Tuesday, August 29, 1944

The days that marked the Battle of Normandy

On August 29, the operations of crossing the Seine river by the Germans on floating bridges, north and south of Paris, are now finished. Now the Allied forces are advancing towards the north, east and south, in pursuit of the German divisions retreating to reorganize. The soldiers belonging to the 3rd Army of General Patton will in particular carry out a “lightning advance” towards the east of France during the weeks that follow, before being slowed down by problems of refueling.

North-east of Caen, the soldiers belonging to the Belgian brigade of Colonel Piron cross the Seine at the level of Caudebec-en-Caux and La Mailleraye.

On this day, 132 transport companies (a total of nearly 6,000 trucks) move on the “red ball express” logistics axis supplying the Allies from Cherbourg to Reims.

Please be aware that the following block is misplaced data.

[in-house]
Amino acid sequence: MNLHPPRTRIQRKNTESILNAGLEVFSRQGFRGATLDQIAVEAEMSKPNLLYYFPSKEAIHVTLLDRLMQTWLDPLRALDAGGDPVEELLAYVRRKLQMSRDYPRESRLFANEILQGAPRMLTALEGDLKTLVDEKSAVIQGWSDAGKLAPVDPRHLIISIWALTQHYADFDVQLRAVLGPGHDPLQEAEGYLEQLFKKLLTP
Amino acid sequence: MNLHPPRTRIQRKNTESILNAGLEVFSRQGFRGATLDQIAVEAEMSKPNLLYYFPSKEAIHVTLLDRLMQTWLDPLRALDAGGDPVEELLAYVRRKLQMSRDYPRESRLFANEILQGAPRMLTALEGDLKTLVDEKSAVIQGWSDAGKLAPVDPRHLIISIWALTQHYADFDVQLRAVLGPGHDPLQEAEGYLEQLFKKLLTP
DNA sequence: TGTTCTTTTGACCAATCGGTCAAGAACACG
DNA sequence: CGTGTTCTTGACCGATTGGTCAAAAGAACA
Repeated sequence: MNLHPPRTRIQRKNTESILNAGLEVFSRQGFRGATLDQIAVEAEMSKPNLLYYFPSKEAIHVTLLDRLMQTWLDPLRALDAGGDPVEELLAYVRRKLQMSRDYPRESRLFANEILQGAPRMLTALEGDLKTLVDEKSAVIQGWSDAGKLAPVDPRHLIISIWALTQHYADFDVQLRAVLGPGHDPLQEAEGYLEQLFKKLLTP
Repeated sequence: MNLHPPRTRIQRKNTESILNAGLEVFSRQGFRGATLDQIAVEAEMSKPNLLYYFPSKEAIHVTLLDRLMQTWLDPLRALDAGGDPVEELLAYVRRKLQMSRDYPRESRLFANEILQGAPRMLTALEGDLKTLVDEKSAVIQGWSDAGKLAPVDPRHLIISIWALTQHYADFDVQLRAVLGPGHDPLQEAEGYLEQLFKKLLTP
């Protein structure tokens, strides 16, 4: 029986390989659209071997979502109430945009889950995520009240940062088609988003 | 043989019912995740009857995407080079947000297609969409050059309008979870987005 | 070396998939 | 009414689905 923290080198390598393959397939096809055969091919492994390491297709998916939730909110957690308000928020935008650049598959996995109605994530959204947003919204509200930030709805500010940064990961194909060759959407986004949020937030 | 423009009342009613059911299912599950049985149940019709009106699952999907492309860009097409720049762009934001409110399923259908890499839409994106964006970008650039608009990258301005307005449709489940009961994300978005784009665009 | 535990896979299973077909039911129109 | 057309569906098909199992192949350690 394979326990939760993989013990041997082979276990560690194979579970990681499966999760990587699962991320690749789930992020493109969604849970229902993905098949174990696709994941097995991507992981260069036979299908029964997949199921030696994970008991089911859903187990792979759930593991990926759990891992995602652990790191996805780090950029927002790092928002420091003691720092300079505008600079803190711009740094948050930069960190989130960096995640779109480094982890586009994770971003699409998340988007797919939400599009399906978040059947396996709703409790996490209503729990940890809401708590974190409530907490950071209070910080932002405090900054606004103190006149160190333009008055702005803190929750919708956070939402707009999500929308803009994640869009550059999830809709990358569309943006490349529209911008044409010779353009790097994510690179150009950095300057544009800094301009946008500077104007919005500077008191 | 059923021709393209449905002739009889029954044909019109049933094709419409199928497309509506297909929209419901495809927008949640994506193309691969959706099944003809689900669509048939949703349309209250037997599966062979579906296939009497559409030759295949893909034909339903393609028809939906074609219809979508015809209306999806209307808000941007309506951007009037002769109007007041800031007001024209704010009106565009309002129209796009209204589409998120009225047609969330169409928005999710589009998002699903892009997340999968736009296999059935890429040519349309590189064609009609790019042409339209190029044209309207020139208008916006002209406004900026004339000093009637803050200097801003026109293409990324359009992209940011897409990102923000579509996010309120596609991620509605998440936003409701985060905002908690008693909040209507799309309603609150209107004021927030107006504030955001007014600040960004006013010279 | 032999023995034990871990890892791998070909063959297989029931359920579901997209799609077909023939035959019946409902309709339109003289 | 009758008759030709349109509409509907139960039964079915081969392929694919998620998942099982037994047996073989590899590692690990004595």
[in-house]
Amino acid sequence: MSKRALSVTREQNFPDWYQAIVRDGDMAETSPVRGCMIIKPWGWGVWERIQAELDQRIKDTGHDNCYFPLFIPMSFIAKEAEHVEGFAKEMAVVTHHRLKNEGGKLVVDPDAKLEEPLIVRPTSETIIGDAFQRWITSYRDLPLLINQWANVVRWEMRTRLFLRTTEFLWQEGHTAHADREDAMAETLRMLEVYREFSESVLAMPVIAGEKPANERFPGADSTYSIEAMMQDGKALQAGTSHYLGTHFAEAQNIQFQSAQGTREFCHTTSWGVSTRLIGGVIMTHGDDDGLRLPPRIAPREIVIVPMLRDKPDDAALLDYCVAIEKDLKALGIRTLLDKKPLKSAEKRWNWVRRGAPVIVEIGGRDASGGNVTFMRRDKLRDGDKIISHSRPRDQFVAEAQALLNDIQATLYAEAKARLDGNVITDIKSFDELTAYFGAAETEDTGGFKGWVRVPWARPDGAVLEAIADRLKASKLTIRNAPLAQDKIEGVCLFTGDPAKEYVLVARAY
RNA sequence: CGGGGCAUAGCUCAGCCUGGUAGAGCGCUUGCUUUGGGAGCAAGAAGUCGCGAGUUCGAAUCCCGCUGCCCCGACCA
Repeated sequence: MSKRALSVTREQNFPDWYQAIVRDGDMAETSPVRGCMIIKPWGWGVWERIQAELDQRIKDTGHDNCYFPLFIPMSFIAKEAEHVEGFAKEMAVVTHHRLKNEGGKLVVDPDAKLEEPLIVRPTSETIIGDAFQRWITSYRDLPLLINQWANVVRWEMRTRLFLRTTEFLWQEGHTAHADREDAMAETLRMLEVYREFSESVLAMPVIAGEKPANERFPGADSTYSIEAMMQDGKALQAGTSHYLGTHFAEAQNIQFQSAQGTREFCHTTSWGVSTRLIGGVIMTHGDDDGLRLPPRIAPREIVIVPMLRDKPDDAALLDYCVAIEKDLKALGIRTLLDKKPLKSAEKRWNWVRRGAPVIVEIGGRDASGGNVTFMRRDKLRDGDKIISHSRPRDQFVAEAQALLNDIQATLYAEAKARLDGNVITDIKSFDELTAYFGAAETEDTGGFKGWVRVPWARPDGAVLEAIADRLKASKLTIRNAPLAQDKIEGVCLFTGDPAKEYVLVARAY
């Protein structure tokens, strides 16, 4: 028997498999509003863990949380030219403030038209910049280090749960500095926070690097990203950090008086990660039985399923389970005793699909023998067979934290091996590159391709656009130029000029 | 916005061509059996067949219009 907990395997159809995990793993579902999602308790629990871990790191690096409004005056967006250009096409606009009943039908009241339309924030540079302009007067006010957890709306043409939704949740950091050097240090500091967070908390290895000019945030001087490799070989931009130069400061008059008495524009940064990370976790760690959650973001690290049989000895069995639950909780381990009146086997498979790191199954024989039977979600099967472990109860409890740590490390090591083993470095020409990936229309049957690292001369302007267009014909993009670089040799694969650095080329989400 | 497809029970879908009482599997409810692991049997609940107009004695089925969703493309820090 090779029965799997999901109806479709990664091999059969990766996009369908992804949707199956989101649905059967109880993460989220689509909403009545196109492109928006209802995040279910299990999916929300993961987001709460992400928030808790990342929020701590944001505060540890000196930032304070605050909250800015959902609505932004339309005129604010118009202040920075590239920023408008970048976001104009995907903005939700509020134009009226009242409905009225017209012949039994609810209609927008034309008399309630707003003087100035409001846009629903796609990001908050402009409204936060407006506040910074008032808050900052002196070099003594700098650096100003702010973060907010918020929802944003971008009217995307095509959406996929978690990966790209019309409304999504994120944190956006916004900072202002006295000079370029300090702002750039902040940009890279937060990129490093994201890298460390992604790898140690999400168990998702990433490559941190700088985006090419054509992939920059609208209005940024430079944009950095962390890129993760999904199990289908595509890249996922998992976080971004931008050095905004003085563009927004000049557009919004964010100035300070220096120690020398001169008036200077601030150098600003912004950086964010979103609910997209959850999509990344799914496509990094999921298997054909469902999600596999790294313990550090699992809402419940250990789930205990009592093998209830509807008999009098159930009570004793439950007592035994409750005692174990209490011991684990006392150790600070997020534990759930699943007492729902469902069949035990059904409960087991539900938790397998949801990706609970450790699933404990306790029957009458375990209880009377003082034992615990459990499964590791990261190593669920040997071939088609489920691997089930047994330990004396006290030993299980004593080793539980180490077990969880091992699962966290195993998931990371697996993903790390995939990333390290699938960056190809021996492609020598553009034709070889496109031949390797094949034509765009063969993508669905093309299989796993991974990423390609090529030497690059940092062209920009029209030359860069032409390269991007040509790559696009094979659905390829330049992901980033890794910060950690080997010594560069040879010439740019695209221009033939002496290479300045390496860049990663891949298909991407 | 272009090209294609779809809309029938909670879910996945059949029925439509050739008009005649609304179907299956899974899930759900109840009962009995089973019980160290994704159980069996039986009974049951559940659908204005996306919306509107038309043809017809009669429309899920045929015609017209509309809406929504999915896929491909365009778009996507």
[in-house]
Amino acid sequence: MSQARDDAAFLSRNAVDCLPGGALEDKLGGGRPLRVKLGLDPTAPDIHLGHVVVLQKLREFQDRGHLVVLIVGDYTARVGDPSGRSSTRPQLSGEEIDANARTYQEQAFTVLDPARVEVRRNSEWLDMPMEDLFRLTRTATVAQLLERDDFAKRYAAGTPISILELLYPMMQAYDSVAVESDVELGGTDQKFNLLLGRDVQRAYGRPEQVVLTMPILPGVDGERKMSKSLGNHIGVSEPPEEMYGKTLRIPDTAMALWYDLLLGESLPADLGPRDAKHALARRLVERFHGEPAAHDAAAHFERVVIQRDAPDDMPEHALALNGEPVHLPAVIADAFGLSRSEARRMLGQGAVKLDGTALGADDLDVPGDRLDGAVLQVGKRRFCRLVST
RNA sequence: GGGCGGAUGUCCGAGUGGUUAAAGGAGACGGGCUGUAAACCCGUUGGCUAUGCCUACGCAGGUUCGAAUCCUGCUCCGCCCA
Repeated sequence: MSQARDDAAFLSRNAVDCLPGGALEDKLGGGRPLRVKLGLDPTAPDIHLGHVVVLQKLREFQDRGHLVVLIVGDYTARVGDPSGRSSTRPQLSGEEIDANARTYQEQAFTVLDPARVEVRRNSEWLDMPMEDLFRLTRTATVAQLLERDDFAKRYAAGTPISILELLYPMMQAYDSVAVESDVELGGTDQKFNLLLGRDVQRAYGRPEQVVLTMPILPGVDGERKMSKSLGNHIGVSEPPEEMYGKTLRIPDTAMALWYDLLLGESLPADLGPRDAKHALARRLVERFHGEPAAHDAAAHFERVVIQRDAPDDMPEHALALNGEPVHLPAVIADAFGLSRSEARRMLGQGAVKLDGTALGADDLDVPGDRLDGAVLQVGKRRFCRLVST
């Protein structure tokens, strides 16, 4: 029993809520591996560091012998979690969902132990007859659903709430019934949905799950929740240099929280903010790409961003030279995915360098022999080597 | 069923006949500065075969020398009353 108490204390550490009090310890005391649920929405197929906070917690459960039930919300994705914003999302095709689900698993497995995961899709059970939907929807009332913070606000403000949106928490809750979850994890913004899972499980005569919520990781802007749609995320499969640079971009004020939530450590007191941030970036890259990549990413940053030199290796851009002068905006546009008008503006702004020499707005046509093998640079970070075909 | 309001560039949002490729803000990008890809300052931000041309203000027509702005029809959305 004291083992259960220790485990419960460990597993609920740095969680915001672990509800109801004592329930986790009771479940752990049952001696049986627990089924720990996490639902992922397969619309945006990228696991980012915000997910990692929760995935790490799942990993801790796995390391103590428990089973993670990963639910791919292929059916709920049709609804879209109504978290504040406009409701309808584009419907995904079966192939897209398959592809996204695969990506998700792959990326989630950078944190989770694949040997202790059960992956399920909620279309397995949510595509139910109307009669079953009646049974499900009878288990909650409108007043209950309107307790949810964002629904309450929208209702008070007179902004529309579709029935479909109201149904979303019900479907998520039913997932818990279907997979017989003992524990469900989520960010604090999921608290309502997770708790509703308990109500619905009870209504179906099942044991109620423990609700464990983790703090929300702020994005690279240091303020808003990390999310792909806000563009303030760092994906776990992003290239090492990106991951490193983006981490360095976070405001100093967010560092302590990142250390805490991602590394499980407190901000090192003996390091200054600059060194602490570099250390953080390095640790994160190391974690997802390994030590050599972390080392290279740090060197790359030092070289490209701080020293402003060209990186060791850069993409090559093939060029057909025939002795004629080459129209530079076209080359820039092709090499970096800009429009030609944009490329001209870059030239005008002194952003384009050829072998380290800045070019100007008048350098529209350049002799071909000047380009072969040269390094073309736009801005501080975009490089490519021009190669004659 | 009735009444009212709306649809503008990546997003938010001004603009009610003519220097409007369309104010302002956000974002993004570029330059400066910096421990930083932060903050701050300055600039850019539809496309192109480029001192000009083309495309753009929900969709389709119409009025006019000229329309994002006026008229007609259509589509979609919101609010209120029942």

The Battle of Normandy resulted in the death of more than 36,000 Allied soldiers and about 50,000 German soldiers. On 29 August 1944, when the last German convoys crossed the Seine, the Allies had more than 2,850,000 soldiers on the European continent. Fighting has also lastingly affected the Normandy region: Frederick Alexander Lindemann, scientific advisor to Winston Churchill, estimated that approximately 80,000 to 160,000 Norman civilians would be killed by the bombing and operations. In fact, 20,000 people were killed; 300,000 are homeless. 100,000 cattle and 8,000 horses were also killed.

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